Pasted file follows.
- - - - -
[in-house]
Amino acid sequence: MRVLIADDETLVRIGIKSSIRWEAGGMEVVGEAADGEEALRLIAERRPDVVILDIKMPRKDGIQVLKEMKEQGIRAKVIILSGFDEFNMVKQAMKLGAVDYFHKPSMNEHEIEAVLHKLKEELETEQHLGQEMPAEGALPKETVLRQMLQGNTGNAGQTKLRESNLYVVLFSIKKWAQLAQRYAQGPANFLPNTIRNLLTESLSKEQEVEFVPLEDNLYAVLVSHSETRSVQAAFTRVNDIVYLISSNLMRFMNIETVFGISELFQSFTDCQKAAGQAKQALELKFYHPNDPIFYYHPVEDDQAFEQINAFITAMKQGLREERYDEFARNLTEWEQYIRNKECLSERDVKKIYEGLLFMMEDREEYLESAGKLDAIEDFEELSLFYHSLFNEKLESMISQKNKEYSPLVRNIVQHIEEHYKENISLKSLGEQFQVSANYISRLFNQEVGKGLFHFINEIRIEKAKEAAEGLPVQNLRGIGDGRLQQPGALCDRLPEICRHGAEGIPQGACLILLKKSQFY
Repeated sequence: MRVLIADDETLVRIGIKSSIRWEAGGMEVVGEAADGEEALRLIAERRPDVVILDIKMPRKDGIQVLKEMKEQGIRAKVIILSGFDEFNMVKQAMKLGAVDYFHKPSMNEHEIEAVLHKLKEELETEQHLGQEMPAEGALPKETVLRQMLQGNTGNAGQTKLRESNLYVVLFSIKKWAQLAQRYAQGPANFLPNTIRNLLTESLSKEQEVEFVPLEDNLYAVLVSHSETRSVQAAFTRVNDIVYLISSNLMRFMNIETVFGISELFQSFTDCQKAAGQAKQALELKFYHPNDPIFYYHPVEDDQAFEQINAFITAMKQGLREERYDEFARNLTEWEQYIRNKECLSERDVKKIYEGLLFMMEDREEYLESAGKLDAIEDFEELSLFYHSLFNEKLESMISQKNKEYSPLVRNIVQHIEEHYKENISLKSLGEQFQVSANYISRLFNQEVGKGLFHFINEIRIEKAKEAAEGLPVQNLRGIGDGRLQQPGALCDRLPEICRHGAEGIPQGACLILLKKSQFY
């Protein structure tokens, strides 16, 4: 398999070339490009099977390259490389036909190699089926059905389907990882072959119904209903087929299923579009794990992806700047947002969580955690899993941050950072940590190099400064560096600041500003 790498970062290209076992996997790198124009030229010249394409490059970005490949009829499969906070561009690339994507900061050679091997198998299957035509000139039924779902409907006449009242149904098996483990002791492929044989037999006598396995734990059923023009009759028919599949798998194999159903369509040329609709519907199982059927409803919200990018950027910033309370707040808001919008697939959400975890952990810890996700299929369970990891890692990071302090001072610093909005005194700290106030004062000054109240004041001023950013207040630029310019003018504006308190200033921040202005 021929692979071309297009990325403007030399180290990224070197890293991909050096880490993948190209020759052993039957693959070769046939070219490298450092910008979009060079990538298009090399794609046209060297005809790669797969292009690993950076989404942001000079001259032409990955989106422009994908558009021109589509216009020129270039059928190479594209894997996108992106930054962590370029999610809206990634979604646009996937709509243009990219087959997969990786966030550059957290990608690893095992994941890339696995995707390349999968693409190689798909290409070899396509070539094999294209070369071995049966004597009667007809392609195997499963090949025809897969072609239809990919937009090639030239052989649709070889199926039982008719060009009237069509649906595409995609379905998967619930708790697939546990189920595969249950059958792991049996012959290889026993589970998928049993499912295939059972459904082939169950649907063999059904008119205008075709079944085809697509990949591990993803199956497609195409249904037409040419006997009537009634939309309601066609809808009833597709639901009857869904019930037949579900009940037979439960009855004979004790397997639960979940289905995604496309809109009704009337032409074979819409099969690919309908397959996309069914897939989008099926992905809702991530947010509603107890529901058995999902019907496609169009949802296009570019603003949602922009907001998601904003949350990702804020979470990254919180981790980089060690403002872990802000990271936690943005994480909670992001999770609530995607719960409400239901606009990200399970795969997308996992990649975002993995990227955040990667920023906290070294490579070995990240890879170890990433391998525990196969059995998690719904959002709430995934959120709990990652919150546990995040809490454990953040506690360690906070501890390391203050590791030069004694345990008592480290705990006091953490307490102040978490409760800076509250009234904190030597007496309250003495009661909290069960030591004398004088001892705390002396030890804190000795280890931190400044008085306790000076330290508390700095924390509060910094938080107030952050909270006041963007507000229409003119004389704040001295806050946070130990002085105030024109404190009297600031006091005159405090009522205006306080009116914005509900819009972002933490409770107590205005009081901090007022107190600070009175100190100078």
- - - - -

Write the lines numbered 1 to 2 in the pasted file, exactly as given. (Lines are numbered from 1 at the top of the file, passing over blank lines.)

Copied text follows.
[in-house]
Amino acid sequence: MRVLIADDETLVRIGIKSSIRWEAGGMEVVGEAADGEEALRLIAERRPDVVILDIKMPRKDGIQVLKEMKEQGIRAKVIILSGFDEFNMVKQAMKLGAVDYFHKPSMNEHEIEAVLHKLKEELETEQHLGQEMPAEGALPKETVLRQMLQGNTGNAGQTKLRESNLYVVLFSIKKWAQLAQRYAQGPANFLPNTIRNLLTESLSKEQEVEFVPLEDNLYAVLVSHSETRSVQAAFTRVNDIVYLISSNLMRFMNIETVFGISELFQSFTDCQKAAGQAKQALELKFYHPNDPIFYYHPVEDDQAFEQINAFITAMKQGLREERYDEFARNLTEWEQYIRNKECLSERDVKKIYEGLLFMMEDREEYLESAGKLDAIEDFEELSLFYHSLFNEKLESMISQKNKEYSPLVRNIVQHIEEHYKENISLKSLGEQFQVSANYISRLFNQEVGKGLFHFINEIRIEKAKEAAEGLPVQNLRGIGDGRLQQPGALCDRLPEICRHGAEGIPQGACLILLKKSQFY